Signals of Human-induced Climate Warning, USGCRP Seminar, 10 October 1995. Page: 1
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USGCRP Seminar: Signals of Human-induced Climate Warming
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F~ Signals of Human-induced Climate Warning
USGCRP Seminar, 10 October 1995
Updated 13 August, 2004 .
How is the global climate changing? How is climate
changing in the United States? Does climate
warming mean we will see more weather variations
SPEAKER: Thomas Karl, NOAA National Climate
Data Center, Asheville, NC
INTRODUCTION: Michael MacCracken, Director,
Office of the USGCRP
There is increasing evidence that the global climate
is changingfglobal temperatures have risen about
1 F over the past century, mountain glaciers are
melting back, sea level is rising. But how is the
climate of the United States changing? Are these
changes like others being experienced around the
world? Is the US climate becoming more or less
variable? Are we having more or fewer climatic
extremes? This seminar will address these questions
in the context of the anthropogenic influences on
atmospheric composition and climate.
An increasing number of studies are tying the global
warming of the last 100 years to human influences.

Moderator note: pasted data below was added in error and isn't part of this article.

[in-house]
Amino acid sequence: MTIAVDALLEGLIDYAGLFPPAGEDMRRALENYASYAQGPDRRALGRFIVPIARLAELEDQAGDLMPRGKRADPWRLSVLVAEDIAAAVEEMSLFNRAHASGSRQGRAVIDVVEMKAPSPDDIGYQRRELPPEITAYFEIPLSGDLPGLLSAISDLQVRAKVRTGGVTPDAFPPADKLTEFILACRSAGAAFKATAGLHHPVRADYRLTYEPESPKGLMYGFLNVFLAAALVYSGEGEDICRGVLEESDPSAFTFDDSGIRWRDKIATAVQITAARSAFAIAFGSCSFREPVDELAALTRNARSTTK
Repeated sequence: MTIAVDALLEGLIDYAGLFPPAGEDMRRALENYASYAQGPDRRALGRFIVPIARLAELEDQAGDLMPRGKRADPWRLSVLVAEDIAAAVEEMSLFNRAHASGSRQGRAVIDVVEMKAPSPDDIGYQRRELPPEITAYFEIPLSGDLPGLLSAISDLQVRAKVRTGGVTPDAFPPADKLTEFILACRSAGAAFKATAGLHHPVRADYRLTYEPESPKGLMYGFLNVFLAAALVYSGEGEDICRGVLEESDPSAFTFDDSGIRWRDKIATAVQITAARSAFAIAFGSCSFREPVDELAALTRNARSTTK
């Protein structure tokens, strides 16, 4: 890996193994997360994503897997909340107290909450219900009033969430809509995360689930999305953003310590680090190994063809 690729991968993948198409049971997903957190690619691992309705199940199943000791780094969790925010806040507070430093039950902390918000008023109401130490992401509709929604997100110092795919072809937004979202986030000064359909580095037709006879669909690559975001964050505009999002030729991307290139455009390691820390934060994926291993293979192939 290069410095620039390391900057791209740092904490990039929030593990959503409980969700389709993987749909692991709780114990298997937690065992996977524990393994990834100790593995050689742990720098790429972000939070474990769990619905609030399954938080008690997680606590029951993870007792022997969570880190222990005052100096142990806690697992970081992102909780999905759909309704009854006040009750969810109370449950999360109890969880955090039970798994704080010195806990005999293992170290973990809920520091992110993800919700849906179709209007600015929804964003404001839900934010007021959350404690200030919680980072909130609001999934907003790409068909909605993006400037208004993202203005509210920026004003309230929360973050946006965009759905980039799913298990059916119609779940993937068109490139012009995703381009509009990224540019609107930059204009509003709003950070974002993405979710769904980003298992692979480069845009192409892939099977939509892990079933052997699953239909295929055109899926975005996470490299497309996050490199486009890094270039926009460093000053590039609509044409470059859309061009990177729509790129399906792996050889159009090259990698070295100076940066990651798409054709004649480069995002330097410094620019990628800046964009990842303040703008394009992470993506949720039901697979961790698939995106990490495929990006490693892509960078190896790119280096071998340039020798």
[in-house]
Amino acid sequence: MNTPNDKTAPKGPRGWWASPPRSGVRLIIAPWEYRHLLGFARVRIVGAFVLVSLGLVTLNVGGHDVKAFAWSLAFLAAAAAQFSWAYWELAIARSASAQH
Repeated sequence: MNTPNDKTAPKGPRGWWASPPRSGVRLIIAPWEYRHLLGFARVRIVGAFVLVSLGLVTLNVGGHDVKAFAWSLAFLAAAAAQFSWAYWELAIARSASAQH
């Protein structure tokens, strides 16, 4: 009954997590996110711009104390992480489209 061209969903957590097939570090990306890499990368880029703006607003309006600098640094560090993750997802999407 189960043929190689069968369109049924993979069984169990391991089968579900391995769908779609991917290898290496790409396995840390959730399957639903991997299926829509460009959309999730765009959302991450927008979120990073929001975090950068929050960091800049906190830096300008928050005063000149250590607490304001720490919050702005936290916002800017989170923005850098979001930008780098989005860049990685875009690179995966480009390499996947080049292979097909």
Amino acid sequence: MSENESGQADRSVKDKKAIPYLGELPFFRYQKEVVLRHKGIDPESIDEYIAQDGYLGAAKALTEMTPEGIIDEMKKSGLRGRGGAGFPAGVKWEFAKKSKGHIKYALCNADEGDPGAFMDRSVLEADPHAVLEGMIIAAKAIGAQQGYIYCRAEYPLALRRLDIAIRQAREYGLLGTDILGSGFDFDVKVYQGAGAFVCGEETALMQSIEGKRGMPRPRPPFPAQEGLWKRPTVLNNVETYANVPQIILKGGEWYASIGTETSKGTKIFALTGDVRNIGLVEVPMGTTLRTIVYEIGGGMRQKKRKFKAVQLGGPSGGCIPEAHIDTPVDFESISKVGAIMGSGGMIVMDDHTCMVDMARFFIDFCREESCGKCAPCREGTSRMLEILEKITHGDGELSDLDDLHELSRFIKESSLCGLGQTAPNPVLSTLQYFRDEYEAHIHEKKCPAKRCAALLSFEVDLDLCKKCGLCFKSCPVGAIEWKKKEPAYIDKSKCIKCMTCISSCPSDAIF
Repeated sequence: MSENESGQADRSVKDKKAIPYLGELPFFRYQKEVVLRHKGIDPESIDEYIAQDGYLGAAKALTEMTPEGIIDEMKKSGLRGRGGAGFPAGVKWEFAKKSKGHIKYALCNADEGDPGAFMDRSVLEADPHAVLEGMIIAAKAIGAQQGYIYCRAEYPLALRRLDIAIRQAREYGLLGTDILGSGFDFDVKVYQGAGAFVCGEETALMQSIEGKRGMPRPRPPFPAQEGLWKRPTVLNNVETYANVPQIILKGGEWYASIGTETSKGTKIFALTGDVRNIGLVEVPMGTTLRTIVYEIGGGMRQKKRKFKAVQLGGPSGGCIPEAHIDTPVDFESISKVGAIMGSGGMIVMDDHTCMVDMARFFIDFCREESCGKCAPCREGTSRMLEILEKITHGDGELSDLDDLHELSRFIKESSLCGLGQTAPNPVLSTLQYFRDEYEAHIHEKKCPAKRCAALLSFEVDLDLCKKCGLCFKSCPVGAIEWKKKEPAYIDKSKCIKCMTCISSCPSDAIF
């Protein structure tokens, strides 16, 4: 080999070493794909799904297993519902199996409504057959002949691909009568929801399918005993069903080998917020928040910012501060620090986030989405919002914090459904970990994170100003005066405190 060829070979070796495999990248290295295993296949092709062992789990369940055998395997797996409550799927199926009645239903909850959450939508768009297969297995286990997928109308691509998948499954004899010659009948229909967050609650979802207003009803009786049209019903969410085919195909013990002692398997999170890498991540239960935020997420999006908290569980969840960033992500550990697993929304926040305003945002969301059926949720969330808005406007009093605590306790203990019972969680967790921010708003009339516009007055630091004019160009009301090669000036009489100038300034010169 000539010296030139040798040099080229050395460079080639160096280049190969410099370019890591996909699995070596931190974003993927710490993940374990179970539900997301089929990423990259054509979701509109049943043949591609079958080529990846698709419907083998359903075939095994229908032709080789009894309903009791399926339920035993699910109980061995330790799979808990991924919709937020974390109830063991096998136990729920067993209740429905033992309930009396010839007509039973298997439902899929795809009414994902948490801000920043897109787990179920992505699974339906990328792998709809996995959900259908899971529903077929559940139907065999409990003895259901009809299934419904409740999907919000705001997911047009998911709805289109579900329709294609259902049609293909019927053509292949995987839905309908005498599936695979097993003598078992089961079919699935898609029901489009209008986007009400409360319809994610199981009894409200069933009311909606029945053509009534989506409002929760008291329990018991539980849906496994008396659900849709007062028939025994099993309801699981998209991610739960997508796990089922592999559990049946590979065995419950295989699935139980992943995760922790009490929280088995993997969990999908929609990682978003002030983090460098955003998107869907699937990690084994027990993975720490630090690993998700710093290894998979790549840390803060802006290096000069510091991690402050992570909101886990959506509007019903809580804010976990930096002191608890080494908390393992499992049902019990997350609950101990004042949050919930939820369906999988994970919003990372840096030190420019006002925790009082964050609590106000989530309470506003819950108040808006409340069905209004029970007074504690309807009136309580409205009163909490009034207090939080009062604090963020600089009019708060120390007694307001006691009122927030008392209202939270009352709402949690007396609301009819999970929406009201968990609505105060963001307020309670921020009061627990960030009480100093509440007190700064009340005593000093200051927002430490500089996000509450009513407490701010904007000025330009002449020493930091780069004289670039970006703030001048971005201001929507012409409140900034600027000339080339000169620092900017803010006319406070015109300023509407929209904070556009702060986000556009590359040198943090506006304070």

These studies do so by analyzing the global
patterns of change, drawing on new analyses from
around the world. One very important study has
focused on climate changes in the United States.
Based on an analysis of national weather-related
trends since 1910, Thomas Karl and his colleagues
at the National Climate Data Center have found, with
high statistical confidence (typically 19 chances out
of 20) that trends of climate in the United States are
consistent with projected trends due to a human-
induced warming effect resulting from increased
concentrations of heat-trapping greenhouse gases.
To help better define how these changes in climate
will affect people in their day to day lives, Tom Karl
and his colleagues have looked very closely at
nearly nine decades of weather and temperature
trends. They have devised two climate change
indices: (1) a Climate Extremes Index, which takes
into account extreme heat, extreme cold, extreme
drought, and extreme wetness; and (2) a
Greenhouse Climate Response Index, which is a set
of measures that permit a comparison between
model predictions of climate change due to
increases of anthropogenic greenhouse gases, and
Climate models make a number of predictions about
how the climate will change due to the rising
concentrations of greenhouse gases. These include:
(1) an increase of mean surface temperature,
somewhat more pronounced during the night; (2) an
increase in precipitation, especially during the cold
season; (3) more severe and longer lasting droughts
during the warm season; (4) a greater portion of
warm season precipitation derived from heavy
convective rainfall (showers or thunderstorms)
compared with gentler, longer-lasting rainfalls; and
(5) a decrease in the day-to-day variability of
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Karl, Thomas. Signals of Human-induced Climate Warning, USGCRP Seminar, 10 October 1995., text, October 10, 1995; Pennsylvania Ave., Washington, D.C.. (digital.library.unt.edu/ark:/67531/metadc11840/m1/1/: accessed July 27, 2017), University of North Texas Libraries, Digital Library, digital.library.unt.edu; .